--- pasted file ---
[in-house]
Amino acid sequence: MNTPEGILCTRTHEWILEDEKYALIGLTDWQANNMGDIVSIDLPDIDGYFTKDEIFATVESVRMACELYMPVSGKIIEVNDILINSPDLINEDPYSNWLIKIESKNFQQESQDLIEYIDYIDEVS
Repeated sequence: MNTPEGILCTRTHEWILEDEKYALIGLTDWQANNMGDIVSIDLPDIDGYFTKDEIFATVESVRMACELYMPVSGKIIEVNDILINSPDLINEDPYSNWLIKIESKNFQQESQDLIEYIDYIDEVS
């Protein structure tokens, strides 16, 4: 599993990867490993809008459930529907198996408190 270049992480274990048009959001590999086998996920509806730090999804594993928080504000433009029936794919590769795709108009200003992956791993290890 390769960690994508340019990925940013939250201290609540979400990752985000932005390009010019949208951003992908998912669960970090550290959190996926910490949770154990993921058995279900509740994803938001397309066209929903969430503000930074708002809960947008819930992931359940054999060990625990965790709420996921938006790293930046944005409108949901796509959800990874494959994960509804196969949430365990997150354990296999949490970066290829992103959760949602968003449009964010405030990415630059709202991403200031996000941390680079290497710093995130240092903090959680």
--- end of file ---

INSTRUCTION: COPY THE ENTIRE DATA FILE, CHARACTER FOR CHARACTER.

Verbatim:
[in-house]
Amino acid sequence: MNTPEGILCTRTHEWILEDEKYALIGLTDWQANNMGDIVSIDLPDIDGYFTKDEIFATVESVRMACELYMPVSGKIIEVNDILINSPDLINEDPYSNWLIKIESKNFQQESQDLIEYIDYIDEVS
Repeated sequence: MNTPEGILCTRTHEWILEDEKYALIGLTDWQANNMGDIVSIDLPDIDGYFTKDEIFATVESVRMACELYMPVSGKIIEVNDILINSPDLINEDPYSNWLIKIESKNFQQESQDLIEYIDYIDEVS
């Protein structure tokens, strides 16, 4: 599993990867490993809008459930529907198996408190 270049992480274990048009959001590999086998996920509806730090999804594993928080504000433009029936794919590769795709108009200003992956791993290890 390769960690994508340019990925940013939250201290609540979400990752985000932005390009010019949208951003992908998912669960970090550290959190996926910490949770154990993921058995279900509740994803938001397309066209929903969430503000930074708002809960947008819930992931359940054999060990625990965790709420996921938006790293930046944005409108949901796509959800990874494959994960509804196969949430365990997150354990296999949490970066290829992103959760949602968003449009964010405030990415630059709202991403200031996000941390680079290497710093995130240092903090959680």